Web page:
Robert Kennedy’s Hudson River kayak at local museum

Senator competed in 1967 White Water Derby

This kayak was used by Robert F. Kennedy in May 1967 on the Hudson River near North Creek.

This kayak was used by Robert F. Kennedy in May 1967 on the Hudson River near North Creek. Photo courtesy of the Adirondack Museum

Prime, a member of the 1963 U.S. World Championship Kayak Team, helped guide the senator through the Hudson River Gorge on Saturday, May 6, 1967, from the Gooley Landing to North River.

“My job was to lead a group of five kayaks, provide Senator Kennedy with a boat and the latest safety equipment, and to ‘bring him back alive,’” Prime wrote.

The boat Robert Kennedy used was a kayak owned by David Binger, of Mount Kisco. It is artifact No. 1968.224.1 in the Adirondack Museum’s collection in Blue Mountain Lake. In 1968, Prime was the agent who sold Binger’s kayak to the museum, according to the artifact’s accession file.

Binger, in another kayak, made the trip down the Hudson with Prime and Robert Kennedy. His detailed account of the trip was published as a sidebar to Prime’s article in the Autumn 1967 issue of American WHITE WATER. It is written in log format and explains that there were about 60 people in the party, which was divided into four groups.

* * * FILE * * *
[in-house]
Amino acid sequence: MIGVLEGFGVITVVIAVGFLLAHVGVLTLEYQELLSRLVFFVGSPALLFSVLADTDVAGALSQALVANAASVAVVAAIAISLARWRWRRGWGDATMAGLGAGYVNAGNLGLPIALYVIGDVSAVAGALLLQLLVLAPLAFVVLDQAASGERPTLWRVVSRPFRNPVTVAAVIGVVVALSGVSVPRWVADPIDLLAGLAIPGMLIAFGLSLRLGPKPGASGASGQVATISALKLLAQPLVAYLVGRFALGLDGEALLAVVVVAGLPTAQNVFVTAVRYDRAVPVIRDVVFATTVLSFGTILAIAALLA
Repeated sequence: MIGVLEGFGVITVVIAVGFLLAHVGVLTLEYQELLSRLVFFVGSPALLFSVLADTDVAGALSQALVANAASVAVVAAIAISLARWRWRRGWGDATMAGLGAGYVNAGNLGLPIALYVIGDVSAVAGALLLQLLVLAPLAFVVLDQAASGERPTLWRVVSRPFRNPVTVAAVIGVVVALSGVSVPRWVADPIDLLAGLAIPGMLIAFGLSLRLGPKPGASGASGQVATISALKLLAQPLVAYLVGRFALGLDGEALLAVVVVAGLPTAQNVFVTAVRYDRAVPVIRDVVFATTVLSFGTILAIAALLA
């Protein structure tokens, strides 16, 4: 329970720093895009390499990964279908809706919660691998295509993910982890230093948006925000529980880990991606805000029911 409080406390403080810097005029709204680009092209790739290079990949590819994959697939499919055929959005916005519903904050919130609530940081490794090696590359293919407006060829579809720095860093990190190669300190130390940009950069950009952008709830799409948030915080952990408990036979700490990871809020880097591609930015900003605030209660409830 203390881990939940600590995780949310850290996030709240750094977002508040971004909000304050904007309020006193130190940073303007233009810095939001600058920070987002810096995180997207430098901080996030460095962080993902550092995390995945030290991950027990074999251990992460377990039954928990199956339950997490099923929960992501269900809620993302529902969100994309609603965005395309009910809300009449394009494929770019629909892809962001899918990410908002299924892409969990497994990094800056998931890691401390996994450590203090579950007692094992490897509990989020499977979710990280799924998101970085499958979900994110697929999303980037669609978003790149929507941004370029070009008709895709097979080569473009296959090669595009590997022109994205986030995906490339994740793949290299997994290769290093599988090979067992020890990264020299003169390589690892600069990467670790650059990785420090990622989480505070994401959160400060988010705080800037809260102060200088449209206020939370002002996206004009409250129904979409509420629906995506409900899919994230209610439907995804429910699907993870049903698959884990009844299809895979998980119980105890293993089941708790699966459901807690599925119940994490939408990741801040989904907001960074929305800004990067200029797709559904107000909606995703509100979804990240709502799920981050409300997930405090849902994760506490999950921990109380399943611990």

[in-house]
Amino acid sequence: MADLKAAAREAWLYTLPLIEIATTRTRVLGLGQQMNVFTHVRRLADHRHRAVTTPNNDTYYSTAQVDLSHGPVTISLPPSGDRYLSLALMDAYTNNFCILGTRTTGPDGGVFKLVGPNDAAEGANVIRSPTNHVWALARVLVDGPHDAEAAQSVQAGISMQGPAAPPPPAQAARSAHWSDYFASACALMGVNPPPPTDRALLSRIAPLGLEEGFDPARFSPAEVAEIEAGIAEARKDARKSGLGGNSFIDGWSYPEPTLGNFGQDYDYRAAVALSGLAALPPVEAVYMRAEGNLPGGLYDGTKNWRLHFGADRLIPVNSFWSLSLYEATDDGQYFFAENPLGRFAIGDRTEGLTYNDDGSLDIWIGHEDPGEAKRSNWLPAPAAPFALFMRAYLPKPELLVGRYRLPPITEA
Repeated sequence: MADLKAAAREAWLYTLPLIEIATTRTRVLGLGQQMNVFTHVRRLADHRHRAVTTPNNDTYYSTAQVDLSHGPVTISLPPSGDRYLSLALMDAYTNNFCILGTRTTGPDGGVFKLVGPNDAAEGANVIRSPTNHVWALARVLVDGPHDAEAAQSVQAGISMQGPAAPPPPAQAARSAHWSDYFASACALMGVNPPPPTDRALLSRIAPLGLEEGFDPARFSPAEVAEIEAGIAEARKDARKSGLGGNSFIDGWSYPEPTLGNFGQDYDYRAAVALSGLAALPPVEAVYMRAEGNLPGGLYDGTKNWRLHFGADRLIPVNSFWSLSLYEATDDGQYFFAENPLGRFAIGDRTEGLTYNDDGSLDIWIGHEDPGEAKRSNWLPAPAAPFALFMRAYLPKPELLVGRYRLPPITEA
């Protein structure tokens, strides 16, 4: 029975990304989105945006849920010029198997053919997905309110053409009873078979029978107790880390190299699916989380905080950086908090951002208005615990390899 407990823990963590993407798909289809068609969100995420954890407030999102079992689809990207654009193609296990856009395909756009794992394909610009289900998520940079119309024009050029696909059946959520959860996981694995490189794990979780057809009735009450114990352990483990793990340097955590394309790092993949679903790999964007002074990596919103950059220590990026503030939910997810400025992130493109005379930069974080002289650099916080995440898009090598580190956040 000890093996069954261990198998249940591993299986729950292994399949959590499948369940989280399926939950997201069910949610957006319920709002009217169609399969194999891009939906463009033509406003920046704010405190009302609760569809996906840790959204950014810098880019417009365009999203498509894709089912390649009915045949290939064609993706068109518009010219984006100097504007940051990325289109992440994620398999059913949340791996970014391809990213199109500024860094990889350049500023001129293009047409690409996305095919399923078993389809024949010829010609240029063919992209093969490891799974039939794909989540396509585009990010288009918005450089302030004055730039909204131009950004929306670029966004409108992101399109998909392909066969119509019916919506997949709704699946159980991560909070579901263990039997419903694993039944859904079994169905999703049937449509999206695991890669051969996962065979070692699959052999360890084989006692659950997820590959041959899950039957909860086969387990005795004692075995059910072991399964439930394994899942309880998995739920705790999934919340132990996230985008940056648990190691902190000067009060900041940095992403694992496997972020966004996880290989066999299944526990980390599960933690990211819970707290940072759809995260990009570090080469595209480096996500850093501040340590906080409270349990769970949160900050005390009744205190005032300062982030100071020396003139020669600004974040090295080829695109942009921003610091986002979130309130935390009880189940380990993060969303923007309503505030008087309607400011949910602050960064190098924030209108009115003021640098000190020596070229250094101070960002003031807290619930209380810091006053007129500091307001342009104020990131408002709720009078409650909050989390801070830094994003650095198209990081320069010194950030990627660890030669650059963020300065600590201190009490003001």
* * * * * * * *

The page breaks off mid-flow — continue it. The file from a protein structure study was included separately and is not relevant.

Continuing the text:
Binger was in Group 3. The trip leader and organizer of the expedition was Bob Harrigan, a former national canoe champion from Washington, D.C. Ethel Kennedy and several children piled into a raft and were in Group 4 with members of the press. (The media covered the trip from all angles: on the river, on the shore and in a helicopter.)

“1045 hrs.: We’re off. The day is sparkling, warm and beautiful,” Binger wrote. “I am a bit nervous, as I always am before going down the gorge, but console myself with the knowledge that the water level is low, and that the Senator undoubtedly has worse butterflies than I do, or should have.”

The party stopped at 1 p.m. for lunch at the O.K. Slip.

“1410 hrs.: Harris Rift upsets Senator R.F. Kennedy, D., N.Y. No wonder; it’s rough! Rubber raft pins his kayak to a rock during rescue operation. Nothing serious. On we go.”

This story was previously published in “New York State’s Mountain Heritage: Adirondack Attic, Volume 3,” by Andy Flynn.

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